Welcome to the Spot Writers. This month’s prompt is to write a story involving hunger. The hunger does not have to be literal. Today’s post comes to us from Val Muller, author of the YA novel The Girl Who Flew Away, available from Barking Rain Press or anywhere books are sold.
Satan’s Donuts by Val Muller
Her stomach growled even before her alarm sounded. A tired swoosh of the hand turned on the television, and the merciless Morning News came on with something warm and bubbly resounding on the screen. It was the perky and very fit, athletic, and blonde reporter Janet Simmons. She was speeding down the sidewalk—backwards, always backwards so she faced the camera—in beautiful high heels and speaking into the microphone without even sounding winded.
The camera stopped as she turned briefly, revealing her mornings destination. Simmons was known for her fun local features on the morning news. This morning, she was standing in front of the heavily advertised Satan’s Donuts.
Sally giggled. It wasn’t really called Satan’s Donuts, of course. It was called Satin Donuts. You know, because of how smooth they are when they slide down your throat. One after the next.
Not that Sally would know. She had stayed on her diet everyday for the past four months and had already shed 20 pounds. But that was the easy weight. Now, her body seemed to have reached what it believed to be ideal weight. Her doctor disagreed, encouraging her to lose the extra 10.
Satan’s Donuts happened to have its shop just four blocks from Sally’s office downtown. They had already wallpapered the mail room with flyers for free donuts to celebrate their grand opening. Several co-workers had brought in boxes over the past week, taking advantage of the BOGO offer.
At work, donuts were everywhere.
These were not regular grocery store donuts or even national franchise donuts. These were the kind that Sally could smell as soon as she walked into the office. They smelled expensive. They smelled like they were made of ingredients of higher caliber then Sally traditionally ate or cooked with. They smelled like they were worth the calories.
These Donuts were Gourmet.
And there, on the screen, sitting at the 1950s-style counter on a Satan-red and chrome stool, was Janet Simmons. Skinny and smiling in her trim pink suit. In front of her, the store owner had set a dozen donuts, lined up along the counter so that the camera could pan them slowly and excruciatingly.
The camera paused as the owner cut a small slice of each one. Kind of like a pizza. Sally watched as thin and perky Janet Simmons picked up the First Slice.
This one was a traditional Boston cream. But it made the national franchise brand look anemic. It was like a giant puff pastry. The entire donut was just about as big as Janet Simmons’ trim face. The camera panned in for a close-up. The dough looked airy and soft. The custard filling glistened in the light, and the chocolate ganache on top looked good enough to be a meal on its own.
Janet Simmons bit into her little slice and exclaimed all kinds of heavenly sounds to let the viewer know exactly what they were missing. She put down the remaining portion of her little sliver and moved on to the next donut.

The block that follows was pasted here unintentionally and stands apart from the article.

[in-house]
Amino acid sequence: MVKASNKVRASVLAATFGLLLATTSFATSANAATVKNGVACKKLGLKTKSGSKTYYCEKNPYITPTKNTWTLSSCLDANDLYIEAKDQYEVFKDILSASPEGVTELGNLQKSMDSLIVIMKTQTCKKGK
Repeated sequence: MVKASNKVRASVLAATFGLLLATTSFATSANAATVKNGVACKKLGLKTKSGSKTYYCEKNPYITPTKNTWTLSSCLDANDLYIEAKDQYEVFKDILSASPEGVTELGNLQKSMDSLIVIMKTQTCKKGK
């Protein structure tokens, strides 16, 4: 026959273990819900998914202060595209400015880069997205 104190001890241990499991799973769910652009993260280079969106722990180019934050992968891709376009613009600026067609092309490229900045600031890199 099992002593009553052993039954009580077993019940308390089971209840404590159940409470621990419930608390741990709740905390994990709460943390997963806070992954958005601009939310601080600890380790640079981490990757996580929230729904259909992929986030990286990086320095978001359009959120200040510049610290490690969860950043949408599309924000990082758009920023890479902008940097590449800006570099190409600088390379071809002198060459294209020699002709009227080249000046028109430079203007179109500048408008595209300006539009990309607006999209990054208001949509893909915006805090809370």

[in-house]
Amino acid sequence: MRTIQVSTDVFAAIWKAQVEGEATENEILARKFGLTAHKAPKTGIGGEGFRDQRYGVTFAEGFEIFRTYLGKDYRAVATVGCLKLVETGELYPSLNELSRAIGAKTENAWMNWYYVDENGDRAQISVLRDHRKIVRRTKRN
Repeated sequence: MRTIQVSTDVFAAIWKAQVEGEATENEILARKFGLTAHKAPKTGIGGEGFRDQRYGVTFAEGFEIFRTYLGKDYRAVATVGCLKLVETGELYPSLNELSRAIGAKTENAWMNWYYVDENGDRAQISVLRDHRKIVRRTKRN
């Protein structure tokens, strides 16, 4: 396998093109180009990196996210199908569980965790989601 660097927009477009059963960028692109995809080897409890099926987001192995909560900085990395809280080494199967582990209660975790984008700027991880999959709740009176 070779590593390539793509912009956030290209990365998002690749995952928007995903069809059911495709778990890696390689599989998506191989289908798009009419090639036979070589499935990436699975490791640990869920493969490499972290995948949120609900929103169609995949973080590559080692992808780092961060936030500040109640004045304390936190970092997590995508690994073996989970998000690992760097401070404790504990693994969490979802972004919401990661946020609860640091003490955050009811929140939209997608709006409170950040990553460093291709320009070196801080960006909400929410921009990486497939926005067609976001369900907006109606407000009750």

Yes, she was going to sample all 12. But it was clear her producer and an eye on the clock because she started speeding up her little taste test. She hurried through the powdered jelly and committed blasphemy when she shoved a double chocolate into her mouth without truly savoring it.
She didn’t even really give the maple and bacon donut the time it deserved.
Simmons did finally pause for the birthday cake donut, a rainbow-speckled wonder that looked good enough to die for. The pink of the sprinkles perfectly matched her suit.
Sally winced. Her mouth watered. A rough calculation suggested that even with her small bites, Janet Simmons had just ingested about 500 calories worth of goodness.
That’s right, Sally had researched it. Each of those donuts topped out above 800 calories. They were a dieter’s nightmare. And they were giving Sally a headache.
Her stomach growled as the segment on TV finally came to an end. And of course a McDonald’s commercial appeared, displaying an egg and cheese sandwich magnified to take up the entire 60-inch television.
Sally turned off the TV.
Her stomach growled as she pulled on her shorts and workout shirt. She checked the weather and tied her shoes. A glance in the mirror made her smile. She lifted her shirt to check out her abs. Sure they were nothing like Janet Simmons’– all the world would know, after Janet’s little visit to the yoga studio last for last weeks’ feature—but they were defined, and they were progress.
Sally headed through the kitchen to the front door and eyed the box of chocolate protein cereal that waited for her to finish her run. That and half a banana wouldn’t even equal what Janet Simmons had eaten that morning. And that was its own kind of victory.
Sally locked her front door and pounded the sidewalk at a brisk pace. A good run, she learned, was the best way to beat the hunger, and to look just a little more like Janet Simmons.
The Spot Writers—Our Members:
Val Muller: http://www.valmuller.com/blog/
Catherine A. MacKenzie: https://writingwicket.wordpress.com/wicker-chitter/
Dorothy Colinco: www.dorothycolinco.com